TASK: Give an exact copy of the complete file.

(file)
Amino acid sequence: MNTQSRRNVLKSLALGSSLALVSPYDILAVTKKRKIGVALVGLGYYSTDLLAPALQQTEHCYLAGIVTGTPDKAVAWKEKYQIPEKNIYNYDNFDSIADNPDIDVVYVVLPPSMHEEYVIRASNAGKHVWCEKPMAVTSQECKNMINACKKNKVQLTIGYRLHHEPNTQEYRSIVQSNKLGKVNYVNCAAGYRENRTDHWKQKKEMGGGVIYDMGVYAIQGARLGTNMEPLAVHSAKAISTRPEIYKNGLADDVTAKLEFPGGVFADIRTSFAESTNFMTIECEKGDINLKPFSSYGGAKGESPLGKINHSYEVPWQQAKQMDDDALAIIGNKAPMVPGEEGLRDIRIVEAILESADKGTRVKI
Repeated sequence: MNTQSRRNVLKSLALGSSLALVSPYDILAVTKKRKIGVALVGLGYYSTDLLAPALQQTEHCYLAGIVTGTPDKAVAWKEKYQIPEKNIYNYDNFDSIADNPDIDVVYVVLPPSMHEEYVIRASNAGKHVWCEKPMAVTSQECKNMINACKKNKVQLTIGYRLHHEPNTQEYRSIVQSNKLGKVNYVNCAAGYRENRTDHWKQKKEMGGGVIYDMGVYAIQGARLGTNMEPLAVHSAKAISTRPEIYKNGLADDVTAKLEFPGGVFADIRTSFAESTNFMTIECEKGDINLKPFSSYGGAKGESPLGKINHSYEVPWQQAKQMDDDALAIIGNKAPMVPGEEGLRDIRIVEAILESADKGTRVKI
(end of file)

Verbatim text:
Amino acid sequence: MNTQSRRNVLKSLALGSSLALVSPYDILAVTKKRKIGVALVGLGYYSTDLLAPALQQTEHCYLAGIVTGTPDKAVAWKEKYQIPEKNIYNYDNFDSIADNPDIDVVYVVLPPSMHEEYVIRASNAGKHVWCEKPMAVTSQECKNMINACKKNKVQLTIGYRLHHEPNTQEYRSIVQSNKLGKVNYVNCAAGYRENRTDHWKQKKEMGGGVIYDMGVYAIQGARLGTNMEPLAVHSAKAISTRPEIYKNGLADDVTAKLEFPGGVFADIRTSFAESTNFMTIECEKGDINLKPFSSYGGAKGESPLGKINHSYEVPWQQAKQMDDDALAIIGNKAPMVPGEEGLRDIRIVEAILESADKGTRVKI
Repeated sequence: MNTQSRRNVLKSLALGSSLALVSPYDILAVTKKRKIGVALVGLGYYSTDLLAPALQQTEHCYLAGIVTGTPDKAVAWKEKYQIPEKNIYNYDNFDSIADNPDIDVVYVVLPPSMHEEYVIRASNAGKHVWCEKPMAVTSQECKNMINACKKNKVQLTIGYRLHHEPNTQEYRSIVQSNKLGKVNYVNCAAGYRENRTDHWKQKKEMGGGVIYDMGVYAIQGARLGTNMEPLAVHSAKAISTRPEIYKNGLADDVTAKLEFPGGVFADIRTSFAESTNFMTIECEKGDINLKPFSSYGGAKGESPLGKINHSYEVPWQQAKQMDDDALAIIGNKAPMVPGEEGLRDIRIVEAILESADKGTRVKI